ECO-STRUCTURE recently caught up with Abbie Faust, lead architect for enCORE, The Ohio State University’s entry for the U.S. Department of Energy’s 2011 Solar Decathlon.  

How is your solar paneling unique?

The solar panels on the enCORE house are thin-film panels, a cost-effective alternative to the more expensive monocrystalline panels.  These panels also have the benefit of not losing as much efficiency in cloudy weather, making them ideal for Ohio weather. They’re made in Ohio as well. We designed the panels to be integrated into the form of the house. Its monolithic form slopes up from south to north, veiling the solar racking behind.

What other sustainable features have you incorporated into your design?

The enCORE house took a holistic approach to conserve energy.  The exterior floor, walls, and ceiling are super insulated, the triple-pane windows are strategically located to allow for ventilation and natural light, and the roof form collects rainwater that is filtered along the breezeway. Our solar hot-air collectors save energy in both the summer and winter. We used Ohio materials when possible.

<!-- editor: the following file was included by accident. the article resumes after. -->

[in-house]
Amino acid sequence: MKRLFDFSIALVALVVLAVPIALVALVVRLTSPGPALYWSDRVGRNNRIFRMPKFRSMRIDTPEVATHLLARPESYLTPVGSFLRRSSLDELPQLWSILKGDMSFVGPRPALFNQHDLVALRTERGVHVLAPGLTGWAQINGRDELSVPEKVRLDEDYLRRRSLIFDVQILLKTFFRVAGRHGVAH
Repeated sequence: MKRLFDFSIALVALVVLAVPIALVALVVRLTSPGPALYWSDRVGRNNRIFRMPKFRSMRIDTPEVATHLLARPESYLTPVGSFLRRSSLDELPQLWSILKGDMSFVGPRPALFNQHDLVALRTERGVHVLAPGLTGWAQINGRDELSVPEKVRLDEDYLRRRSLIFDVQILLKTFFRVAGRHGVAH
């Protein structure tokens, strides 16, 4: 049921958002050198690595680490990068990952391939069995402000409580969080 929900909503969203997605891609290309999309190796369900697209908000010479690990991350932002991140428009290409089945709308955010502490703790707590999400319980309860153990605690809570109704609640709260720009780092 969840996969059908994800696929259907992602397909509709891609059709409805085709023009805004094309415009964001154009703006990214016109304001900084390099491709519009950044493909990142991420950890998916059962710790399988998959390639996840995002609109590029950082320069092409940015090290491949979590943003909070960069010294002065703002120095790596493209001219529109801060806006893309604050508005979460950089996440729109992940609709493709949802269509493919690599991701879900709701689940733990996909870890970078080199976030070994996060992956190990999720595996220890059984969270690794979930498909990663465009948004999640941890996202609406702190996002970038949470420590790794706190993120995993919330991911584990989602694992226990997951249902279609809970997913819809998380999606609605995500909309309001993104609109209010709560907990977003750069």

What was the inspiration for your design, and does it display any regional influences?

From the beginning, this house was designed as a home for a family taking advantage of every square foot. The program, plan strategies, and exterior focus on an urban family’s needs, including our version of the front porch, two bedrooms, and a full kitchen and bath. The extruded polycarbonate skin pays homage to the local industrial site, while the next layer of cedar is a familiar residential exterior cladding.

How has the new affordability criteria affected the design of your house?

The affordability criteria is a welcome challenge that grounds the competition in reality. Knowing that this was to be a family home, we wanted it to be spacious and affordable. Using materials like the extruded polycarbonate typically seen on greenhouses helped us achieve a cost-effective skin on the large façades.

What will happen to the house after the Solar Decathlon?

We expect the enCORE house to be on Ohio State’s main campus in Columbus for a year to be visited by students and the public. After the first year, we’re hoping to make the house part of a new low-income postindustrial residential area near campus.